03 Oct

SSL/TLS Certificates on Flask Application with Let’s Encrypt and NGINX

Let’s Encrypt is a new certificate authority (CA) offering free and automated SSL/TLS certificates. Certificates issued by Let’s Encrypt are trusted by most browsers in production today, including Internet Explorer on Windows Vista. Simply download and run the Let’s Encrypt client to generate a certificate.

(there are a few more steps than that, of course, though not many)
Step 1: Download LetsEncrypt

Install git if you haven’t done so yet:

# apt-get install git

Use git to get the application and store it somewhere (ie: /opt)

$ sudo git clone https://github.com/letsencrypt/letsencrypt /opt/letsencrypt

Step 2: Webroot Plugin

The Webroot plugin works by placing a special file in the /.well-known directory within your document root, which can be opened (through your web server) by the Let’s Encrypt service for validation.
Depending on your configuration, you may need to explicitly allow access to the /.well-known directory.

location /.well-known {
alias /home/user/webapps/appname/.well-known;

Restart NGNIX

# sudo service nginx status


Step 3: Generate your certificate and Strong Diffie-Hellman Group

The first time you run the command below, you will be asked to provide an e-mail address to be associated to the domain or subdomain, in case you should ever need to recover the key or something.
The next time you run the same command (to renew the certificate) it won’t be asked.

So run the following command to generate the certificate:

$ sudo /opt/letsencrypt/letsencrypt-auto certonly -a webroot –agree-tos –renew-by-default \

–webroot-path=/home/user/webapps/appname \

-d website.com [-d sub.website.com] \


Then Generate Strong Diffie-Hellman Group
This may take a few minutes but when it’s done you will have a strong DH group at /etc/ssl/certs/dhparam.pem.
$ sudo openssl dhparam -out /etc/ssl/certs/dhparam.pem 2048

Step 4: Configuring Nginx

After running the command that generates the certificates, you should have several files in /etc/letsencrypt/live/website.com/ (replace website.com by your own domain).
We are going to need just two of them for Nginx: fullchain.pem and privkey.pem.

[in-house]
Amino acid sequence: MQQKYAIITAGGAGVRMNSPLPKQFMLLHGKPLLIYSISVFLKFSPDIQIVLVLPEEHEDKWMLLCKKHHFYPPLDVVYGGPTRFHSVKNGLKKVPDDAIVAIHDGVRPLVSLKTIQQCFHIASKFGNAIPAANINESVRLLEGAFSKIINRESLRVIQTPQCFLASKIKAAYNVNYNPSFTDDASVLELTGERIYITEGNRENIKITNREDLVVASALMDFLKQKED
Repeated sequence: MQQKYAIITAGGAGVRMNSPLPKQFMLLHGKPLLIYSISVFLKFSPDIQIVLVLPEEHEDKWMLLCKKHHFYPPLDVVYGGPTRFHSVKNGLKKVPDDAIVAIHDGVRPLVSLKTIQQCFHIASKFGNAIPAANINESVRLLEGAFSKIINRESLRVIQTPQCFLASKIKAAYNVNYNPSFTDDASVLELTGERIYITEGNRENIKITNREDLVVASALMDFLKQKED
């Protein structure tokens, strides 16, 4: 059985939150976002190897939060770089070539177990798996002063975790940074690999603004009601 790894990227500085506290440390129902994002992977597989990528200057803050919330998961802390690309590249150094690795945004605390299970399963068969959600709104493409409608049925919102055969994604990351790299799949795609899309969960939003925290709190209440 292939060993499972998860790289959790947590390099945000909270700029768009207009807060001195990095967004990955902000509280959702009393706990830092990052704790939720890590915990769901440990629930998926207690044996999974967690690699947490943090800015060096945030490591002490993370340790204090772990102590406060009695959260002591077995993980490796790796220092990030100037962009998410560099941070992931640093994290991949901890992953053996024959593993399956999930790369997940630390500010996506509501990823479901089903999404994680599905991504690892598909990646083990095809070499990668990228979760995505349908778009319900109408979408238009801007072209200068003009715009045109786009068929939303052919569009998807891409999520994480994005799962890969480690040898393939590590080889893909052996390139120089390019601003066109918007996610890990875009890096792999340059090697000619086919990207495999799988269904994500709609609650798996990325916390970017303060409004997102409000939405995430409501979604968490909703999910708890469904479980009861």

Comment out or delete the lines that configure this server block to listen on port 80.
The beginning of your server block should look like this:

server {

server_name website.com www.website.com;

listen 443 ssl;

ssl_certificate /etc/letsencrypt/live/website.com/fullchain.pem;

ssl_certificate_key /etc/letsencrypt/live/website.com/privkey.pem;

# For Safari and iOS devices

ssl_session_cache shared:SSL:20m;


#Diffie-Hellman Group

ssl_protocols TLSv1 TLSv1.1 TLSv1.2;

ssl_prefer_server_ciphers on;

ssl_dhparam /etc/ssl/certs/dhparam.pem;


ssl_session_timeout 1d;

ssl_stapling on;

ssl_stapling_verify on;

add_header Strict-Transport-Security max-age=15768000;

Lastly, outside of the original server block (that is listening on HTTPS, port 443), add this server block to redirect HTTP (port 80) to HTTPS.

server {
listen 80;
server_name website.com www.website.com;
return 301 https://$host$request_uri;

Put the changes into effect by restarting Nginx:

$ sudo service nginx restart

The Let’s Encrypt TLS/SSL certificate is now in place.

At this point, you should test that the TLS/SSL certificate works by visiting your domain via HTTPS in a web browser.
You can use the Qualys SSL Labs Report to see how your server configuration scores:


Step 5: Automate the Certificate Renewal

Edit the crontab to create a new job that will run the renewal command every week.

$ sudo crontab –e

30 2 * * 1 /opt/letsencrypt/letsencrypt-auto renew >> /var/log/le-renew.log

35 2 * * 1 /etc/init.d/nginx reload

25 Feb

Migrating from Python 2.7 to Python 3.4

Last year, we made a decision to migrate to python 3.4 in 2016. This was not an easy decision as all our code base in developed using python 2.7 and it has served us very well.

Yesterday, We took the big step. This has already been delayed and was overdue.

First the Python 3.4 has to be installed, using the same process as in previous blog. However, replacing 2.7 with 3.4

the virtualenv has to be recreated for python 3.4.

pyvenv <virtual env>

thunder lock: disabled (you can enable it with --thunder-lock)
 uwsgi socket 0 bound to UNIX address xhod.sock fd 3
 Python version: 2.7.10 (default, Sep 21 2015, 12:21:01) [GCC 4.4.7 20120313 (Red Hat 4.4.7-16)]
 Set PythonHome to /home/uobis/webapps/xhod/venv
 ImportError: No module named site

I had to recompile uwsgi for python 3.4

/usr/local/bin/pip2.7 uninstall uWSGI

/usr/local/bin/pip3.4 install uWSGI

*** Starting uWSGI 2.0.12 (64bit) on [Thu Feb 25 22:31:10 2016] ***
compiled with version: 4.4.7 20120313 (Red Hat 4.4.7-16) on 25 February 2016 22:30:37
os: Linux-2.6.32-042stab108.8 #1 SMP Wed Jul 22 17:23:23 MSK 2015